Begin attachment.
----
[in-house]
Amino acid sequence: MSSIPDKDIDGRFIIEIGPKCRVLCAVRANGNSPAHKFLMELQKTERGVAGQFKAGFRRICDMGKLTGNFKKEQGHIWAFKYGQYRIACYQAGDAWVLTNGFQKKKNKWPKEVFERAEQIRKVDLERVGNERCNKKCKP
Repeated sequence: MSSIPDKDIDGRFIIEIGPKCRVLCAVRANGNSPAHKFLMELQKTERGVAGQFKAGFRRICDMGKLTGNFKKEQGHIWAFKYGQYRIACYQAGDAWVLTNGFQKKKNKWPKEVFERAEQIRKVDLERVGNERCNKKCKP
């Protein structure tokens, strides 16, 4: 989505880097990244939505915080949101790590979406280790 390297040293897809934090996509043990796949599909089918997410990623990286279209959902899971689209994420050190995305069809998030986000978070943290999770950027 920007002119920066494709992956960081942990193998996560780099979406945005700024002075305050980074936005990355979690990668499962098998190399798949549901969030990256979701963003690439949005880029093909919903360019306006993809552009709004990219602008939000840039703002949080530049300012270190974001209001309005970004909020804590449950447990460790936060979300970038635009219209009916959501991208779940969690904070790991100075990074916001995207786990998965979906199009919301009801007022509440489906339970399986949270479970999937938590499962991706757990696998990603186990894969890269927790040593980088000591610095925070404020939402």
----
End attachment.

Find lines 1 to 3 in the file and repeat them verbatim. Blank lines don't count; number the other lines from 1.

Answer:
[in-house]
Amino acid sequence: MSSIPDKDIDGRFIIEIGPKCRVLCAVRANGNSPAHKFLMELQKTERGVAGQFKAGFRRICDMGKLTGNFKKEQGHIWAFKYGQYRIACYQAGDAWVLTNGFQKKKNKWPKEVFERAEQIRKVDLERVGNERCNKKCKP
Repeated sequence: MSSIPDKDIDGRFIIEIGPKCRVLCAVRANGNSPAHKFLMELQKTERGVAGQFKAGFRRICDMGKLTGNFKKEQGHIWAFKYGQYRIACYQAGDAWVLTNGFQKKKNKWPKEVFERAEQIRKVDLERVGNERCNKKCKP